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dc.contributor.authorKiltie, Anne E
dc.contributor.authorCollins, Conor D
dc.contributor.authorGattamaneni, Rao
dc.contributor.authorShalet, Stephen M
dc.date.accessioned2010-03-23T15:04:52Z
dc.date.available2010-03-23T15:04:52Z
dc.date.issued1997-07
dc.identifier.citationRelapse of intracranial germinoma 23 years postirradiation in a patient given growth hormone replacement. 1997, 29 (1):41-4 Med. Pediatr. Oncol.en
dc.identifier.issn0098-1532
dc.identifier.pmid9142205
dc.identifier.doi10.1002/(SICI)1096-911X(199707)29:1<41::AID-MPO8>3.0.CO;2-S
dc.identifier.urihttp://hdl.handle.net/10541/94690
dc.description.abstractThere is no clear evidence that growth hormone replacement therapy for treatment-related growth hormone deficiency in patients with childhood intracranial malignancies has a role in tumour relapse or second malignancy. A 16-year-old girl with an intracranial germinoma was treated with local radiotherapy and subsequently received growth hormone replacement therapy as an adult. Three years after starting growth hormone therapy, 23 years after her radiotherapy treatment, the patient's tumour recurred. Surveillance requirements for patients receiving growth hormone in this setting are discussed.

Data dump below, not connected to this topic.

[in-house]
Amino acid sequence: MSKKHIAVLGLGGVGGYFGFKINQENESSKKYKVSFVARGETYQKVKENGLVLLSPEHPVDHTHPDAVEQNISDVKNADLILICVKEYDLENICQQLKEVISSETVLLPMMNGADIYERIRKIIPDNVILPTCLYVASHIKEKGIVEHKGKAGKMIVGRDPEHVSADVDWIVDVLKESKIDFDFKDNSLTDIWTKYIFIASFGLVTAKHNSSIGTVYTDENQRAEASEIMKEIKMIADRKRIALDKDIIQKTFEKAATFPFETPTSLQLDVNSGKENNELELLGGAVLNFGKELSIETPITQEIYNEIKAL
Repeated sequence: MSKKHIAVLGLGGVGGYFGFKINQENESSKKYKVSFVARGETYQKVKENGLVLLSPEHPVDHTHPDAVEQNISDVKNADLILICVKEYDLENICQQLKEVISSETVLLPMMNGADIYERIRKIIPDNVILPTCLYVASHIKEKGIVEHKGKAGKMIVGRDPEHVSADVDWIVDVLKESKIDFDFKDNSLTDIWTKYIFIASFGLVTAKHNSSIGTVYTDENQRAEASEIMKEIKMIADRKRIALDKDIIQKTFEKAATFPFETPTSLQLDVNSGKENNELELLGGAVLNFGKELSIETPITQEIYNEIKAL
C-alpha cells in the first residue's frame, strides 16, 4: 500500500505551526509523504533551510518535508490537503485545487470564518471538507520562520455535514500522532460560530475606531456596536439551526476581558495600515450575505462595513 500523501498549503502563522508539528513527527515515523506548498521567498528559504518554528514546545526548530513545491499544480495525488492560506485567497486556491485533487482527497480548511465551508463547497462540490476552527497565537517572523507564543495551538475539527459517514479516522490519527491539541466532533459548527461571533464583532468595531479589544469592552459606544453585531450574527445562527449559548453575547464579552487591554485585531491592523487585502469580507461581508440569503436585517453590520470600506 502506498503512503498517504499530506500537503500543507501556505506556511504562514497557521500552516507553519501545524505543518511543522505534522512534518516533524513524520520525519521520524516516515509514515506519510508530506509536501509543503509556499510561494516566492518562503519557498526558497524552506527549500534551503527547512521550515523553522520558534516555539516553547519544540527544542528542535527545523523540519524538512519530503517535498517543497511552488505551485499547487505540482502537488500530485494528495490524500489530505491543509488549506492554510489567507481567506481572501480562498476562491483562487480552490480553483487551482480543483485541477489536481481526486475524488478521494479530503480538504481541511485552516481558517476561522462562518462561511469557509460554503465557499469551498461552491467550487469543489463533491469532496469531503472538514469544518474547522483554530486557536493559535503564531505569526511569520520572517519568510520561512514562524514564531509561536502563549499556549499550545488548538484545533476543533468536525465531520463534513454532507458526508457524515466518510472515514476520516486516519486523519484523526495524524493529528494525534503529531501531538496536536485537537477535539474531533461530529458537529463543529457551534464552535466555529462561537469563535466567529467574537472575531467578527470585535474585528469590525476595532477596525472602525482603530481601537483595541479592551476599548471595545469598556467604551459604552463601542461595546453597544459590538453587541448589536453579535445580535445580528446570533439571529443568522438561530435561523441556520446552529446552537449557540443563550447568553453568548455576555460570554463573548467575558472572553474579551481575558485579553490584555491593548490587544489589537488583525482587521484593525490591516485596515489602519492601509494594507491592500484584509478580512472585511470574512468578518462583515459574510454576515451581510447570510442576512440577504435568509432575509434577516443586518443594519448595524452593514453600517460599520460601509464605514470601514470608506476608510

dc.language.isoenen
dc.subjectCancer Recurrenceen
dc.subjectBrain Canceren
dc.subject.meshAdolescent
dc.subject.meshAdult
dc.subject.meshBrain Neoplasms
dc.subject.meshFatal Outcome
dc.subject.meshFemale
dc.subject.meshGerminoma
dc.subject.meshGrowth Hormone
dc.subject.meshHumans
dc.subject.meshHypopituitarism
dc.subject.meshNeoplasm Recurrence, Local
dc.subject.meshRadiotherapy, Adjuvant
dc.subject.meshSella Turcica
dc.titleRelapse of intracranial germinoma 23 years postirradiation in a patient given growth hormone replacement.en
dc.typeArticleen
dc.contributor.departmentDepartment of Clinical Oncology, Christie Hospital NHS Trust, Manchester, United Kingdom.en
dc.identifier.journalMedical and Pediatric Oncologyen
html.description.abstractThere is no clear evidence that growth hormone replacement therapy for treatment-related growth hormone deficiency in patients with childhood intracranial malignancies has a role in tumour relapse or second malignancy. A 16-year-old girl with an intracranial germinoma was treated with local radiotherapy and subsequently received growth hormone replacement therapy as an adult. Three years after starting growth hormone therapy, 23 years after her radiotherapy treatment, the patient's tumour recurred. Surveillance requirements for patients receiving growth hormone in this setting are discussed.


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